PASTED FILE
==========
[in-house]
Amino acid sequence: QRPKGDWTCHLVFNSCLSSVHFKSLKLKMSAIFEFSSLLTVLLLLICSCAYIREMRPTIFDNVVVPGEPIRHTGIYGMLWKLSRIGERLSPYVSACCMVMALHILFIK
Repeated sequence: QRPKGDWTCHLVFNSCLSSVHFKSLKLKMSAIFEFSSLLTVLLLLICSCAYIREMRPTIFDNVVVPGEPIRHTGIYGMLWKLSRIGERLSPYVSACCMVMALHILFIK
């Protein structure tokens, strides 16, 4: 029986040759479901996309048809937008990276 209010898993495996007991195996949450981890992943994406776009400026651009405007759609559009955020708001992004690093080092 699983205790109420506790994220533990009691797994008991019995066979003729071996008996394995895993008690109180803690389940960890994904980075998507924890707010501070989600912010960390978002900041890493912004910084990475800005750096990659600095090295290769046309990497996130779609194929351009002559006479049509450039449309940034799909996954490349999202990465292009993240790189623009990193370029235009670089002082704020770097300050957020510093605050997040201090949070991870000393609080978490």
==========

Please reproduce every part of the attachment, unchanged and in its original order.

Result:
[in-house]
Amino acid sequence: QRPKGDWTCHLVFNSCLSSVHFKSLKLKMSAIFEFSSLLTVLLLLICSCAYIREMRPTIFDNVVVPGEPIRHTGIYGMLWKLSRIGERLSPYVSACCMVMALHILFIK
Repeated sequence: QRPKGDWTCHLVFNSCLSSVHFKSLKLKMSAIFEFSSLLTVLLLLICSCAYIREMRPTIFDNVVVPGEPIRHTGIYGMLWKLSRIGERLSPYVSACCMVMALHILFIK
């Protein structure tokens, strides 16, 4: 029986040759479901996309048809937008990276 209010898993495996007991195996949450981890992943994406776009400026651009405007759609559009955020708001992004690093080092 699983205790109420506790994220533990009691797994008991019995066979003729071996008996394995895993008690109180803690389940960890994904980075998507924890707010501070989600912010960390978002900041890493912004910084990475800005750096990659600095090295290769046309990497996130779609194929351009002559006479049509450039449309940034799909996954490349999202990465292009993240790189623009990193370029235009670089002082704020770097300050957020510093605050997040201090949070991870000393609080978490």